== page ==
Talking About Sex With Your ASD Child
Talking About Sex With Your ASD Teen and Tips to Help the Conversation Go Smoothly
When my son, Jackie, entered eighth grade, I knew that Health class was on the horizon. Up until that point, he had no interest in Sex Ed and was embarrassed to talk about the birds and bees. Since many ASD kids mature at a slower rate, I didn’t push it. Then after attending his first Health class, he came home from school and began asking questions. His vocabulary for the next few weeks centered around anatomically-correct words that he felt compelled to say repeatedly. He fixated on these words and began to ask questions that he didn’t feel comfortable asking in class. It was all very overwhelming. Here are the tips that helped us navigate those rough waters.
1. Don’t be embarrassed: I know it’s easy to say and harder to achieve, but keeping your cool will help your ASD child feel comfortable talking about these issues. Dancing around the topic will only confuse him and make him feel as if it’s wrong to talk about sex. It’s better if he gets the information from you so be bold and face it head on. Since ASD children have a lower maturity level than their peers, if you’re embarrassed, they will be too.
2. Be honest: Say it like it is. Use the anatomically-correct terms and processes. If we say, for instance, that a baby grows in a mother’s stomach, that is confusing for ASD kids, even those of high school age. My son believed that he could carry a child because he had a stomach until he discovered the word uterus. Because they are black and white thinkers, they will believe what you say with no room for innuendo. Also, talk about consequences with your child. They need to know that since they are now old enough to have these kinds of conversations, they are old enough to know that their actions in life have very real consequences.
3. Only answer the question: Many of the questions that my son asked me were basic. There were times when he wanted to know more about his own body and some of the changes that he was going through. It’s important to answer only the question that your child asks without going into too much detail. The more information that you give may cause an ASD child to become overwhelmed or confused. Keep it basic and simple. There will be time to touch on deeper issues as they grow and become more comfortable talking openly. The main thing is to make sure that you really do answer the question. I found myself on the internet several nights trying to find the medical answers that I needed before I shared my personal beliefs with him.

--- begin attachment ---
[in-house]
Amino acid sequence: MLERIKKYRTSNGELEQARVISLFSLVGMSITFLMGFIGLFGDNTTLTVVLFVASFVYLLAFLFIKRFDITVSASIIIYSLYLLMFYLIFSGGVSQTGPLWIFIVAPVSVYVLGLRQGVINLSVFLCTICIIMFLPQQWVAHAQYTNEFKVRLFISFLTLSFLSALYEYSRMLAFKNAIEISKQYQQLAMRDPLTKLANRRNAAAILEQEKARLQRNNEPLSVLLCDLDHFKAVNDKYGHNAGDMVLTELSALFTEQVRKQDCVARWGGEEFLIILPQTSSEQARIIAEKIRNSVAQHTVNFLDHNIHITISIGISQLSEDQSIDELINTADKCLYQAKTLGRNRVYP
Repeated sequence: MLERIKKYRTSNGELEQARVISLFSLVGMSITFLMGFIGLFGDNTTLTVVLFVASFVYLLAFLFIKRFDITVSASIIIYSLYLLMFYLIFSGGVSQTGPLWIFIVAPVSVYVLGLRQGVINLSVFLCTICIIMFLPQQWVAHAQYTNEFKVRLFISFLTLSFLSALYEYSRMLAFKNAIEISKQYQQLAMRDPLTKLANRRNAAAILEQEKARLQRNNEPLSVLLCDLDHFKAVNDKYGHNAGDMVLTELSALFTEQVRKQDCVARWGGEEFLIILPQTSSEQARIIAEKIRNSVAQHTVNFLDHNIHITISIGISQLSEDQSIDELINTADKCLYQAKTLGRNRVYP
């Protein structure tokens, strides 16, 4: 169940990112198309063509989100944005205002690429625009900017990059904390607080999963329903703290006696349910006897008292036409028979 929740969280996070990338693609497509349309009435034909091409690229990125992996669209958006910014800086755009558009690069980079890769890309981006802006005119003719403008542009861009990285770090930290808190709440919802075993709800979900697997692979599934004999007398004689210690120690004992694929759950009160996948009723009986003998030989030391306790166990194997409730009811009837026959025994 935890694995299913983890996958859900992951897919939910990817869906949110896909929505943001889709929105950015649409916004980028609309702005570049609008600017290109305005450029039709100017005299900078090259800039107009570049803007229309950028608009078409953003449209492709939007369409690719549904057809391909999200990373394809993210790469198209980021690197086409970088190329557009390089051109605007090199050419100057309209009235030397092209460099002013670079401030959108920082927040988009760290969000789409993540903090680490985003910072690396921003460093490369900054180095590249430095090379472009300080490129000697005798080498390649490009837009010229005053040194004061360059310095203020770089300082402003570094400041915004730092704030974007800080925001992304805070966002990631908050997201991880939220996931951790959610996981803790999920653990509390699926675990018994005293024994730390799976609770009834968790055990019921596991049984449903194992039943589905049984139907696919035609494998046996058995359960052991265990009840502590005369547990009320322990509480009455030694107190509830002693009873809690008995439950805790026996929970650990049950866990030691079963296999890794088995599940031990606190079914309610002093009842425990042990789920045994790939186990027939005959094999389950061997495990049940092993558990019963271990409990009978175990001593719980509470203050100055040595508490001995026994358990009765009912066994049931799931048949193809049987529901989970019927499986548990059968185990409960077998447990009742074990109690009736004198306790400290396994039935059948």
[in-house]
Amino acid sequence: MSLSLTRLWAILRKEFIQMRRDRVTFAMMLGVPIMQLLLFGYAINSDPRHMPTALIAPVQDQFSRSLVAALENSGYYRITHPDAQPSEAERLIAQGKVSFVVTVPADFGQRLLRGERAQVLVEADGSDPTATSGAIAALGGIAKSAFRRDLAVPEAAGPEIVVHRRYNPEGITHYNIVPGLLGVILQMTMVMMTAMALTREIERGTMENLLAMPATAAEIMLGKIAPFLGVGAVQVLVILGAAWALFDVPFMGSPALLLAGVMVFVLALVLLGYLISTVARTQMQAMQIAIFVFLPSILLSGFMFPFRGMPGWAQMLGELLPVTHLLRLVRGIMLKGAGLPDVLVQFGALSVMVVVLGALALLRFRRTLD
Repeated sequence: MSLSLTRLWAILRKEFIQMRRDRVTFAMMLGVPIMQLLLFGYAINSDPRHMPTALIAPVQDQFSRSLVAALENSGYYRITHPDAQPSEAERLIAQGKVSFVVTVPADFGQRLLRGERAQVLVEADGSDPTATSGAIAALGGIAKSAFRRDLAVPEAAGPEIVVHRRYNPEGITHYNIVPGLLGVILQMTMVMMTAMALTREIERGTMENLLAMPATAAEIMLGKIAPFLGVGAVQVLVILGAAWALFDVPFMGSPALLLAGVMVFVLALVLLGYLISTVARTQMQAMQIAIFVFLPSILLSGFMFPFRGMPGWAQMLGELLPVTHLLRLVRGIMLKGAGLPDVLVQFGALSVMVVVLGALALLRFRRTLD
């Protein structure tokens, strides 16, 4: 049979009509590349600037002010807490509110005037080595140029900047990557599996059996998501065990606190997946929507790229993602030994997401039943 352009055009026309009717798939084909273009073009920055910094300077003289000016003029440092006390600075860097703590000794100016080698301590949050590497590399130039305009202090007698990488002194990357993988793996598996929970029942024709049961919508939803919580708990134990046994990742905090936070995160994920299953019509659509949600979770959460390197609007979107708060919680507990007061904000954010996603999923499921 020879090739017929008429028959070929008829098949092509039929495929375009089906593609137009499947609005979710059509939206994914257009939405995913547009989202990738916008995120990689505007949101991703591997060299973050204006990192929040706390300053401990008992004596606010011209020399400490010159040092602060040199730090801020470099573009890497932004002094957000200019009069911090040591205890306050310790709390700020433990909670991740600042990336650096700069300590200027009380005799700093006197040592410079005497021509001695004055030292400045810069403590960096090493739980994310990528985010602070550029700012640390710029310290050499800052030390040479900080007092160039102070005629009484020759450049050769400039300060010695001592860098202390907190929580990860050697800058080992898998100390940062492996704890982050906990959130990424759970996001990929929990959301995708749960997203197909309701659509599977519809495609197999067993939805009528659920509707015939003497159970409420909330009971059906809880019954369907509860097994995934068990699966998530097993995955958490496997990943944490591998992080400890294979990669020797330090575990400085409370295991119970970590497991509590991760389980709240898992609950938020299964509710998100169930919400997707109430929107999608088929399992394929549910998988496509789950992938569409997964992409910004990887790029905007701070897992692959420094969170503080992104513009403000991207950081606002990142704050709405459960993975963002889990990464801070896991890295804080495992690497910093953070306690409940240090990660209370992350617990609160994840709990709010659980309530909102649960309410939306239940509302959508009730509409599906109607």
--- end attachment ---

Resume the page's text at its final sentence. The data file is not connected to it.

4. Contain the conversation: Because these words and ideas are new, many ASD children will want to repeat them, sometimes for weeks. Our house was filled with Sex Ed talk for a full month. If you’re open to it, the privacy of the house or a bedroom is the best place to have these conversations. It’s a good idea to set guidelines for this. Because we talked freely in our house, my son believed that these conversations were fine in public as well. He would ask me a question out of nowhere while standing in line at the grocery store. I quickly set the boundaries, explaining that these were personal conversations. He could ask me anything while we were at home alone, but should not talk about health issues in public.
We’ve come a long way since eighth grade health class. I was amazed at how little he knew and how much information he had wrong. I’m glad that I took the time to be open and honest, even though it was difficult. I know that if I hadn’t, my son would have believed anything and everything that he heard in the boy’s locker room. I discovered that much of the locker room banter centered around myths and most of it was completely inappropriate. Now he has the facts. He continues to ask me questions from time to time, but he isn’t compelled to talk about it all the time. I think that there was a lot of maturity that came from those conversations and it was a learning process for me too.
This content is accurate and true to the best of the author’s knowledge and is not meant to substitute for formal and individualized advice from a qualified professional.